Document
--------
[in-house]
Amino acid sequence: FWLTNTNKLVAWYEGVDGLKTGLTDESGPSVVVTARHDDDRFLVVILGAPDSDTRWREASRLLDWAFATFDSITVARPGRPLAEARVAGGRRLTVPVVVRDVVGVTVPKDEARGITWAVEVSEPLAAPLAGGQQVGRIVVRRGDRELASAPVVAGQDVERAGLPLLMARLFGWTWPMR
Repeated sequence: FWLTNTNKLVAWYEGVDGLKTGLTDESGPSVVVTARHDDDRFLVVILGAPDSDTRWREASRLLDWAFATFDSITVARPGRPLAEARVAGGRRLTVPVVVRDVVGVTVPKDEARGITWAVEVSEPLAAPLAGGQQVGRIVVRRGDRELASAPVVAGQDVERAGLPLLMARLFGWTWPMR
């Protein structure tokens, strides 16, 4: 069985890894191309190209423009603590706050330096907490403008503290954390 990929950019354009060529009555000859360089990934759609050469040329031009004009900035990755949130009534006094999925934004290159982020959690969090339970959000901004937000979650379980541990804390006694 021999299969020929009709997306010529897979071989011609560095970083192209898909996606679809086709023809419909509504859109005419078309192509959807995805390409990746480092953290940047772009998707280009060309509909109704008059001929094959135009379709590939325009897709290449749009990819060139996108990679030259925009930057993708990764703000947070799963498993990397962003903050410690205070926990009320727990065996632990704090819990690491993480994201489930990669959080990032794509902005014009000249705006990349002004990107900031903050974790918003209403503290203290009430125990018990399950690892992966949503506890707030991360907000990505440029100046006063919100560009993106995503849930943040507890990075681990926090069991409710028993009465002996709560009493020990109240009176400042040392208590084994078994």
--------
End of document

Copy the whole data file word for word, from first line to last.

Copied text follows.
[in-house]
Amino acid sequence: FWLTNTNKLVAWYEGVDGLKTGLTDESGPSVVVTARHDDDRFLVVILGAPDSDTRWREASRLLDWAFATFDSITVARPGRPLAEARVAGGRRLTVPVVVRDVVGVTVPKDEARGITWAVEVSEPLAAPLAGGQQVGRIVVRRGDRELASAPVVAGQDVERAGLPLLMARLFGWTWPMR
Repeated sequence: FWLTNTNKLVAWYEGVDGLKTGLTDESGPSVVVTARHDDDRFLVVILGAPDSDTRWREASRLLDWAFATFDSITVARPGRPLAEARVAGGRRLTVPVVVRDVVGVTVPKDEARGITWAVEVSEPLAAPLAGGQQVGRIVVRRGDRELASAPVVAGQDVERAGLPLLMARLFGWTWPMR
């Protein structure tokens, strides 16, 4: 069985890894191309190209423009603590706050330096907490403008503290954390 990929950019354009060529009555000859360089990934759609050469040329031009004009900035990755949130009534006094999925934004290159982020959690969090339970959000901004937000979650379980541990804390006694 021999299969020929009709997306010529897979071989011609560095970083192209898909996606679809086709023809419909509504859109005419078309192509959807995805390409990746480092953290940047772009998707280009060309509909109704008059001929094959135009379709590939325009897709290449749009990819060139996108990679030259925009930057993708990764703000947070799963498993990397962003903050410690205070926990009320727990065996632990704090819990690491993480994201489930990669959080990032794509902005014009000249705006990349002004990107900031903050974790918003209403503290203290009430125990018990399950690892992966949503506890707030991360907000990505440029100046006063919100560009993106995503849930943040507890990075681990926090069991409710028993009465002996709560009493020990109240009176400042040392208590084994078994």